Even though they have shut out their opponents in four of five games this postseason, the difficulty for Atlanta naturally comes with the rotation that will try to stop that fearsome combination of discipline and power. It’s Fried, Anderson and then trouble. Yes, Kyle Wright did help the Braves to sweep the Marlins with six scoreless innings. The difference between the Marte-less Marlins and these Dodgers is colossal. Miami ranked 23rd in Deserved Runs Created (DRC+), lagging almost 120 points of OPS behind the Dodgers. In theory, Atlanta doesn’t need to do anything but win the Fried and Anderson starts. In practice, that means a seven-game series where they can’t afford a short outing from either of those two, not least because one game at minimum is likely to be bullpen-heavy by default. It also means placing an awful lot of faith in a rookie who has eight career starts in the majors – including his two postseason appearances.

If we want to poke holes in the Dodgers, Buehler is far from his dominant best as blisters continue to blight his season. Kenley Jansen is barely a closer at this point, his grip on that role so tenuous he was bailed out last week by Joe Kelly, of all people. Speaking of the bullpen, Dodger fans will be covering their eyes every time Dave Roberts comes to make a pitching change, waiting for the latest blunder in an ever-growing catalogue of tactical errors.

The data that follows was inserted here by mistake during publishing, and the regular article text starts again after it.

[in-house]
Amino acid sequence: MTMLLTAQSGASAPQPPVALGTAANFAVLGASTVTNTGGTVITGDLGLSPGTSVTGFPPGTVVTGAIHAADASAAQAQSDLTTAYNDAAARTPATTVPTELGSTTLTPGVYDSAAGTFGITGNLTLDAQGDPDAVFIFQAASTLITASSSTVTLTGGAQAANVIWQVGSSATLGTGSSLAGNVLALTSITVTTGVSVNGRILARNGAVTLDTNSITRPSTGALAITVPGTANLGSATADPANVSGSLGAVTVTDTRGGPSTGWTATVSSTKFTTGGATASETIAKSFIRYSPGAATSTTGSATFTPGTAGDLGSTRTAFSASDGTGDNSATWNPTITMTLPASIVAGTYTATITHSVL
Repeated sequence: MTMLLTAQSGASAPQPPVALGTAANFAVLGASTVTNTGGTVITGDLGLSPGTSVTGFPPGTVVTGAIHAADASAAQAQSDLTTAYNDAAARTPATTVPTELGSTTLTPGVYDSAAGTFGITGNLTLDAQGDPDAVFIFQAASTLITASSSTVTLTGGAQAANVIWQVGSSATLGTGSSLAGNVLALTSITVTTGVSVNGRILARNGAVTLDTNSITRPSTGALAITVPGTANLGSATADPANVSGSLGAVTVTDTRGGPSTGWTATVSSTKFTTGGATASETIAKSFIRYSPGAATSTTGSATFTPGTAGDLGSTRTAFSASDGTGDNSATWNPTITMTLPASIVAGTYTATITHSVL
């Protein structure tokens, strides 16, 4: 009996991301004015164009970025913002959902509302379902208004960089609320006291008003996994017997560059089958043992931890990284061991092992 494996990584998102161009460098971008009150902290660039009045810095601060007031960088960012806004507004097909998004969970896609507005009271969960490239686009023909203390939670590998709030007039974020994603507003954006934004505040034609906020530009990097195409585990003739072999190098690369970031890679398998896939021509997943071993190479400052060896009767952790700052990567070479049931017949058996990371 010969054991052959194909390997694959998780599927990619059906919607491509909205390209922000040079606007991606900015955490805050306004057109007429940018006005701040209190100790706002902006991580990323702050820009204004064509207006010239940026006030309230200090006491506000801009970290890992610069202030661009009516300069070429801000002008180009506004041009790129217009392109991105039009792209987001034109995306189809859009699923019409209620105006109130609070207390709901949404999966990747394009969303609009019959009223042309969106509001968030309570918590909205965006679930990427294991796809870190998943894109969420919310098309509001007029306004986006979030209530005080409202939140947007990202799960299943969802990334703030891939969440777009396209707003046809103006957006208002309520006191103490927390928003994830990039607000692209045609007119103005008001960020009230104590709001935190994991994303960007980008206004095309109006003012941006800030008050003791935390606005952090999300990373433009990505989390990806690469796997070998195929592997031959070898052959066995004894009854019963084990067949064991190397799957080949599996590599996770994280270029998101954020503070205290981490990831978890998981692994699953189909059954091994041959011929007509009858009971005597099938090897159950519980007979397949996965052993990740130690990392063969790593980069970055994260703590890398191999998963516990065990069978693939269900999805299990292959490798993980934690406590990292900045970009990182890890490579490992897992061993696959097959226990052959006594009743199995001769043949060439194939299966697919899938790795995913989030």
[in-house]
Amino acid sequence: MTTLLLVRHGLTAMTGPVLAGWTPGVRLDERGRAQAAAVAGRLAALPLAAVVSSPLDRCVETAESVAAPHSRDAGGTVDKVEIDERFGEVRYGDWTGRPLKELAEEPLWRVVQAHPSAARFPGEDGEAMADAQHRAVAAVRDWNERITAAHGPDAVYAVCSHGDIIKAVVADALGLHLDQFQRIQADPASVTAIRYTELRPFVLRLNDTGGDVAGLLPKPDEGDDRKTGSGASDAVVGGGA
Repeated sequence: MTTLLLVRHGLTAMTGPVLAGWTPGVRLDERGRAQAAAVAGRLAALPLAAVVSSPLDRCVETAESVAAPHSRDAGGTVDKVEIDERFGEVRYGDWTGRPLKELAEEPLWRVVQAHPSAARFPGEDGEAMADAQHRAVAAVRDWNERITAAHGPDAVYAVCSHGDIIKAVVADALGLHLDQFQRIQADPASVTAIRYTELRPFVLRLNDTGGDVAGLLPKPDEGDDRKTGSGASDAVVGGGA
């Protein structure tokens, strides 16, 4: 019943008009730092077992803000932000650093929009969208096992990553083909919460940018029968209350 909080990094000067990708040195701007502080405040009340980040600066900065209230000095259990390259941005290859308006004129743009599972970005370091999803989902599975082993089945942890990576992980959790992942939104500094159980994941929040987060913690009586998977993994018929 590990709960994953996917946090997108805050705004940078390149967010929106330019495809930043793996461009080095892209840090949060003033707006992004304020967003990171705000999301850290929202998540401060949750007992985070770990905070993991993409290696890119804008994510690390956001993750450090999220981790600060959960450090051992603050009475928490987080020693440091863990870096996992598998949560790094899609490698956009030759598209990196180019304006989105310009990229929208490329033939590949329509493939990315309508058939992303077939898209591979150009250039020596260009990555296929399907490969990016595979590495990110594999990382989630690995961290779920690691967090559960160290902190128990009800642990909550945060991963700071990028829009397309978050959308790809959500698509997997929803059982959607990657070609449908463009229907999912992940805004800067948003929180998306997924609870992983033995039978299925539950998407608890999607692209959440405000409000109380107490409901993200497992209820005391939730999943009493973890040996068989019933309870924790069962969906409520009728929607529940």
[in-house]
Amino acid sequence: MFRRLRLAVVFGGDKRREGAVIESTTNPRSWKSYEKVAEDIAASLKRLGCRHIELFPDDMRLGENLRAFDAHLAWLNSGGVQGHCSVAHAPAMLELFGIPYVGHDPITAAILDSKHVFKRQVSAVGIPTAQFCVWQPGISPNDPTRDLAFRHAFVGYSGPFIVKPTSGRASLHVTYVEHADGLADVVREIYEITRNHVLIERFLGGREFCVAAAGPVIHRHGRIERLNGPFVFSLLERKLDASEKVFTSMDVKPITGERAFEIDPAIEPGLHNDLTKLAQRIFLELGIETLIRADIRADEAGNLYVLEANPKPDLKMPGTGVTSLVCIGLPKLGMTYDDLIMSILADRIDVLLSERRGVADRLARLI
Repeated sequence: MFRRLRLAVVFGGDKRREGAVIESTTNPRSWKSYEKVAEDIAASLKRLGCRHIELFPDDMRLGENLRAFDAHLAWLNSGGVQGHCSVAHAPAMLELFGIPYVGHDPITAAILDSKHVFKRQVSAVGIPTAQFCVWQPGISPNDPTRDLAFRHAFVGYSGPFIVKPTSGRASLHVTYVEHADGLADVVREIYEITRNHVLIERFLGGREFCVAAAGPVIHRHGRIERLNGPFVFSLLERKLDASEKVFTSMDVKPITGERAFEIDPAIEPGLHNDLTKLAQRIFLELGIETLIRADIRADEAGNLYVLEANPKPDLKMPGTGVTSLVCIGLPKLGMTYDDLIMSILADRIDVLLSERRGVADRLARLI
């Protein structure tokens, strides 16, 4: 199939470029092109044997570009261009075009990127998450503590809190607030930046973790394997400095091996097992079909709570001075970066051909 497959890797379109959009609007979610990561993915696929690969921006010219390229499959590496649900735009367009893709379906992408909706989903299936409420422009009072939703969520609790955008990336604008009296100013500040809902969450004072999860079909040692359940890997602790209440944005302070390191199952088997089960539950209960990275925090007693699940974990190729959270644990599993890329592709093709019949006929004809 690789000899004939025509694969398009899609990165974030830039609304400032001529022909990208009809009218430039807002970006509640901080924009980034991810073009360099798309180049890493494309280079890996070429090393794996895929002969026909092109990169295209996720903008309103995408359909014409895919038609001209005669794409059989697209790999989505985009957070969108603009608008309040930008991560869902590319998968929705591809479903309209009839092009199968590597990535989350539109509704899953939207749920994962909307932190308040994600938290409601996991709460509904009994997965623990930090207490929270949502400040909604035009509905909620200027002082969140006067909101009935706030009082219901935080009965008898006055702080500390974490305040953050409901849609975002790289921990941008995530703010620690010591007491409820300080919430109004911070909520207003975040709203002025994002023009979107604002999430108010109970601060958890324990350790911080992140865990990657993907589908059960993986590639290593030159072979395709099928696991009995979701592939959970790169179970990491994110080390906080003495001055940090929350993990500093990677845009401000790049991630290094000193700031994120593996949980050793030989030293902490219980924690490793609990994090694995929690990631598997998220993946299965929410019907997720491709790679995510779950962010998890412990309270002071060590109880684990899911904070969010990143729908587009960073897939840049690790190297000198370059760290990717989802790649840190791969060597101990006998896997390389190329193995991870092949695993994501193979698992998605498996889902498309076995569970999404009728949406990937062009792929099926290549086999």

It’s picking nits. That’s what you have to do with the Dodgers: Manufacture concern. We can raise the ‘concern’ that they don’t have a true relief ace, a Josh Hader or Liam Hendriks, if we don’t dwell on their bullpen possessing the best ERA in the NL by three-quarters of a run. There are areas where one can argue Atlanta can match Los Angeles, but it's near impossible to point to any area where they definitively beat them. There’s no debate over the best team in the National League. That title has belonged to the Dodgers for at least two seasons, and arguably twice as long if one looks past the win column to their underlying numbers. If they lose this series, they’ll lose it because it’s first to four wins and it’s baseball. Seven games favors them. The lack of off days favors them. They’re just waiting for in-game variance to not bounce poorly against them.


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Our Pick

Dodgers +160 to win the World Series (Risking 4 units - To Win: 6.40)